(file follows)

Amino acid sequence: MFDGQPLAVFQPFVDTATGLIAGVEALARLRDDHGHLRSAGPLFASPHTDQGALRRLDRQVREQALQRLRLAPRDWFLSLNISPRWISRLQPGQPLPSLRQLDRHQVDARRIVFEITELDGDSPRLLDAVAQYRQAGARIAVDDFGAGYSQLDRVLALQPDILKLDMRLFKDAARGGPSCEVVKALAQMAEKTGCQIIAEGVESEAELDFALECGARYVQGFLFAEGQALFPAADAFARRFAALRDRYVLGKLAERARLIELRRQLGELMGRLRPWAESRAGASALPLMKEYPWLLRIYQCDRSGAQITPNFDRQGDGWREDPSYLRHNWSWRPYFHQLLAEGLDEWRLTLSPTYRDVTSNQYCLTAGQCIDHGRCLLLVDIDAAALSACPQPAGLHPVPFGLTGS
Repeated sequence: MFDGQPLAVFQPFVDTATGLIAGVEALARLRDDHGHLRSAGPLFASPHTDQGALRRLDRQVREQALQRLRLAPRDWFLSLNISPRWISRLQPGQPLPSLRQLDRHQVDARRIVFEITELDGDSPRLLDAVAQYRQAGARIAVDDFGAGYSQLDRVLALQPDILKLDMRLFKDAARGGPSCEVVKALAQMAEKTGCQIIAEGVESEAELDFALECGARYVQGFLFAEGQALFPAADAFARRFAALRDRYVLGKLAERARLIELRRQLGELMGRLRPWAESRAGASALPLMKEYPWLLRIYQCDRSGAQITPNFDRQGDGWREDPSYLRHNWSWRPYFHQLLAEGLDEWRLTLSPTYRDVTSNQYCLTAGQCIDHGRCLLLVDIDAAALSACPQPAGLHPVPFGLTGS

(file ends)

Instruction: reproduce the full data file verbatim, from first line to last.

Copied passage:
Amino acid sequence: MFDGQPLAVFQPFVDTATGLIAGVEALARLRDDHGHLRSAGPLFASPHTDQGALRRLDRQVREQALQRLRLAPRDWFLSLNISPRWISRLQPGQPLPSLRQLDRHQVDARRIVFEITELDGDSPRLLDAVAQYRQAGARIAVDDFGAGYSQLDRVLALQPDILKLDMRLFKDAARGGPSCEVVKALAQMAEKTGCQIIAEGVESEAELDFALECGARYVQGFLFAEGQALFPAADAFARRFAALRDRYVLGKLAERARLIELRRQLGELMGRLRPWAESRAGASALPLMKEYPWLLRIYQCDRSGAQITPNFDRQGDGWREDPSYLRHNWSWRPYFHQLLAEGLDEWRLTLSPTYRDVTSNQYCLTAGQCIDHGRCLLLVDIDAAALSACPQPAGLHPVPFGLTGS
Repeated sequence: MFDGQPLAVFQPFVDTATGLIAGVEALARLRDDHGHLRSAGPLFASPHTDQGALRRLDRQVREQALQRLRLAPRDWFLSLNISPRWISRLQPGQPLPSLRQLDRHQVDARRIVFEITELDGDSPRLLDAVAQYRQAGARIAVDDFGAGYSQLDRVLALQPDILKLDMRLFKDAARGGPSCEVVKALAQMAEKTGCQIIAEGVESEAELDFALECGARYVQGFLFAEGQALFPAADAFARRFAALRDRYVLGKLAERARLIELRRQLGELMGRLRPWAESRAGASALPLMKEYPWLLRIYQCDRSGAQITPNFDRQGDGWREDPSYLRHNWSWRPYFHQLLAEGLDEWRLTLSPTYRDVTSNQYCLTAGQCIDHGRCLLLVDIDAAALSACPQPAGLHPVPFGLTGS